… sex is no longer the only generative force; that honor will be shared by the technologies that create the singularity. The true unseen powers are not higherpowers per se, but the source of ESIs’ gifts and the networked links that connect them to that source.[4]

To pave the social and economic path toward new artificial generative forces, new artificial linguistic categories (i.e. uterus-havers)[5] are now under construction for the restructuring of the woman in our minds. The concept of the woman, known for millennia to be at the centre of various forms of social and cultural power, is being erased. In its place is the form of some ambiguous sexless other — fully stripped of her feminine charisma, faculties of reason, emotion and allure along with her additional powers of reproduction — the very crux of the long unsolvable problem for elites engaged in the work of reengineering the social world. Explaining the depraved logic of this official top-down assault against the body and the rational mind requires a pathology that can trace to its roots the kind of debased thinking now pervasive across the world.

For help in assessing the claimed necessity of recasting the human female into these new social and biological molds, we draw upon the work of George Lakoff and his classic argument which bolstered, at the time, ongoing research in cognitive science.[6] In Women, Fire and Dangerous Things (1985), Lakoff elaborates a fascinating aspect of human ability to process the plethora of sense data we encounter every moment of our lives and how we, thus, conceptualise what these data mean and how we might recognise and navigate the complex social world, survive and thrive.

“Categorization”, observed Lakoff, “is automatic and unconscious, and if we become aware of it all, it is only in problematic cases”, such as when politicians seek to rationalise and legitimate policies aimed at dispossessing people of their natural rights and abilities to reproduce their lives. Humans create mental classifications for the things we detect and perceive, and so our very words reflect the categories we put things and concepts into. In socially conditioning radical new beliefs and behaviours for a new dehumanised economic order, the trick is to re-engineer norms and concepts so thoroughly that only a new synthetic form of thought and speech will follow and become widely recognisable and acceptable — the default lingo unquestionable.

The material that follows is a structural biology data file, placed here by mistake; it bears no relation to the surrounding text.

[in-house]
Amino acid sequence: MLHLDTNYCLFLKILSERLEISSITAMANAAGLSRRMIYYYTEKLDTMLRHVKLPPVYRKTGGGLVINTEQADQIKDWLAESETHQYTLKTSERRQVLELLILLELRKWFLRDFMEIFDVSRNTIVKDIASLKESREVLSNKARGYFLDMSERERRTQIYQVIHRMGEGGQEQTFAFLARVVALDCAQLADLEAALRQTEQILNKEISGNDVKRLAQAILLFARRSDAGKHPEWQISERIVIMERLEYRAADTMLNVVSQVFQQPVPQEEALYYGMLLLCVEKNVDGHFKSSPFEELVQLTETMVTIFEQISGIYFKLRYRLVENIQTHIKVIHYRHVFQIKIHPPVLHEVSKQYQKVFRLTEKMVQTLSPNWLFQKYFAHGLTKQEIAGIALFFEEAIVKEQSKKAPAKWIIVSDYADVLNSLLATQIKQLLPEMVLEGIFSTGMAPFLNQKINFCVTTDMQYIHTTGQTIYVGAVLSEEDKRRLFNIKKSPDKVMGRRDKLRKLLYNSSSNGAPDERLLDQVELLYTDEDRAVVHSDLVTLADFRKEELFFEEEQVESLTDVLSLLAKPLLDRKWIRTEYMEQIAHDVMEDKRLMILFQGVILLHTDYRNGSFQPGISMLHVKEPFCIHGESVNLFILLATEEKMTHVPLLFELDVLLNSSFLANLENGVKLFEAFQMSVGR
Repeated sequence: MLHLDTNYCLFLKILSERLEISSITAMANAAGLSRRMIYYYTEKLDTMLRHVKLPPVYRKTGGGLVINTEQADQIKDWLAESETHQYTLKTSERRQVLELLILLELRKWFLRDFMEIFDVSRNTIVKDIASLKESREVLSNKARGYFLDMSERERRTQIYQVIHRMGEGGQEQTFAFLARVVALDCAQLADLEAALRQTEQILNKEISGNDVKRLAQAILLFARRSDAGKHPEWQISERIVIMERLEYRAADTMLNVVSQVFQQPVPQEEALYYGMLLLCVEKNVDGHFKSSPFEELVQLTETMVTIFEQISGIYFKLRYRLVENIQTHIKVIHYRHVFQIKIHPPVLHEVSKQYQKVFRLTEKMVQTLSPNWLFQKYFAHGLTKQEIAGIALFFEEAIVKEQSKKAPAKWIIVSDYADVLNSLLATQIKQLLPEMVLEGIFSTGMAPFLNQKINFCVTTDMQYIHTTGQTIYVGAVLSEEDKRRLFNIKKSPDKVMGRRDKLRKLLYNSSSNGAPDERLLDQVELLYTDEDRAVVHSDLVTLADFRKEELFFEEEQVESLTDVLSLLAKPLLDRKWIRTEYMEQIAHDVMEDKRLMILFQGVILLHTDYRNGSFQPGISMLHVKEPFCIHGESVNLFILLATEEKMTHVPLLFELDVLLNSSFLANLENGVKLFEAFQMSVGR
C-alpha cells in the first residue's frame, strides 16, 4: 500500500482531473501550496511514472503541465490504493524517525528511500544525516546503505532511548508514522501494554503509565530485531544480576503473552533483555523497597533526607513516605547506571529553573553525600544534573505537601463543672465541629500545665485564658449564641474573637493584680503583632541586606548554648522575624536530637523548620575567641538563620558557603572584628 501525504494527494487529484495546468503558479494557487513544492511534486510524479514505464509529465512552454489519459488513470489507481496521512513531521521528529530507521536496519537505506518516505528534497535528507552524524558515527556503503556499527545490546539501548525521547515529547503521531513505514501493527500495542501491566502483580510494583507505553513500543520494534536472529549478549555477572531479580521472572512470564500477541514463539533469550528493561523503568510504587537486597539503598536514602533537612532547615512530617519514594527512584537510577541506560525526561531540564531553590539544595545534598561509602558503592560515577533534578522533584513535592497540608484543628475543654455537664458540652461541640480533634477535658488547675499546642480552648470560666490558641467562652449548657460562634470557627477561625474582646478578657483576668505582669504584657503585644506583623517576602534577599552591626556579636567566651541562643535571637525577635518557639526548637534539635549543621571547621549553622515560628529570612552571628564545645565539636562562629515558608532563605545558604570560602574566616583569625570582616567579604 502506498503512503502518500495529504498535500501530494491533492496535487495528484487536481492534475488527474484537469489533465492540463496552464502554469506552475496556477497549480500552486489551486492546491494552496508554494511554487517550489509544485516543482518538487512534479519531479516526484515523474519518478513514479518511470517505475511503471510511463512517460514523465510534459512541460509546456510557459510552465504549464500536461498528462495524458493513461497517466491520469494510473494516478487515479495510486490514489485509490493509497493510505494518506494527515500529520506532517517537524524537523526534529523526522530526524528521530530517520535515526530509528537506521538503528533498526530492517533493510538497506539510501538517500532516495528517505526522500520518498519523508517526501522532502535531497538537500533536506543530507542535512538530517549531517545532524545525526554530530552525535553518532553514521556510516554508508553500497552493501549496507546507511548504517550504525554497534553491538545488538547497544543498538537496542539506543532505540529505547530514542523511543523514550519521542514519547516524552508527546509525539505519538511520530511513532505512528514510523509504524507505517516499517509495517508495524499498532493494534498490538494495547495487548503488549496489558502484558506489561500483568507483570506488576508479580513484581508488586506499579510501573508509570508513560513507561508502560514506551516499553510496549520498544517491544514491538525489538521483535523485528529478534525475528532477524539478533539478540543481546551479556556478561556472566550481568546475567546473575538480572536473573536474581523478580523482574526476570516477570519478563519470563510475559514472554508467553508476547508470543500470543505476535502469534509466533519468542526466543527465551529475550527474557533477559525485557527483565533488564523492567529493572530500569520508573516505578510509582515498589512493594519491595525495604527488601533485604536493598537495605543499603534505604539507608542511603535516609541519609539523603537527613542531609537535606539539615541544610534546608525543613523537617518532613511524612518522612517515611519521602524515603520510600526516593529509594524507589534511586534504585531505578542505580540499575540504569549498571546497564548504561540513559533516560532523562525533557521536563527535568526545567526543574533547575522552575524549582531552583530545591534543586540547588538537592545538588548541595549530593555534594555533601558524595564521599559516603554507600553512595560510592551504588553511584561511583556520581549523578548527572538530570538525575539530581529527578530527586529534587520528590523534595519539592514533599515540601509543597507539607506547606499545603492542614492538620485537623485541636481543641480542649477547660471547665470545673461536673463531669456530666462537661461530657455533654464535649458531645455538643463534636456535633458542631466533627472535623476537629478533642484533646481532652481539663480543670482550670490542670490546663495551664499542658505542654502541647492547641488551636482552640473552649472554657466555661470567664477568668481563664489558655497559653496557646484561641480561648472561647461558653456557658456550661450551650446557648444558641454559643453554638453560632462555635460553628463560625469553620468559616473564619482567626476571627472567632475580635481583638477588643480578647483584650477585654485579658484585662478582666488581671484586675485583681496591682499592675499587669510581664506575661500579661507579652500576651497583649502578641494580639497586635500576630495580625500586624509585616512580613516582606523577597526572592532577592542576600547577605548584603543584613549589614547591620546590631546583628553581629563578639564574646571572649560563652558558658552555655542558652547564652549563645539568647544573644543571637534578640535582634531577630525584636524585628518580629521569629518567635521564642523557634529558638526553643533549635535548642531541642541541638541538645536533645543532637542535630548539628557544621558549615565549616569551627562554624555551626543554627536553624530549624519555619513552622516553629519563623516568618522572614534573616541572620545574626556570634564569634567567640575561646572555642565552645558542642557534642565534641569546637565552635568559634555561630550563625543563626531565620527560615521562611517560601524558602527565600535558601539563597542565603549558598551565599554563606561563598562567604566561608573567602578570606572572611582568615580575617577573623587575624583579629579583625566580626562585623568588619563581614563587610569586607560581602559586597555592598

Theorising the Transhugenderman Category

Why, for thousands of years, were only men eligible to compete in certain sports and women in others? It was to the eye of reason and the principles of fairness that our forebears acknowledged key differences between the two genders — wo/man. One theory, in particular, has helped researchers grapple with the complex mental processes of forming common sense conclusions drawn from extrapolated sense data. Prototype Theory describes the sort of thinking that informs our decisions for how we go about categorising the multiplicity of natural phenomena we encounter.

The various taxonomies in the sciences, for example, are the result of human perception of objects and behaviours — such as reproduction — and our tendency to consider and categorise these phenomena. Theorists such as Brent Berlin, Paul Kay,[7] Eleanor Rosch, Barbara Lloyd,[8] Eugene Hunn,[9] Carolyn Mervis,[10] Barbara Tversky[11] and others have described an important level of human interaction with and recognition of the external environment located in gestalt perception, mental imagery, and motor movements. At this level of perception, we function most effectively in dealing with discontinuities in our surrounding environment. So, it is easy to recognise, for instance, when one man is sufficiently equipped to compete fairly against another in the octagon. Read Full Article >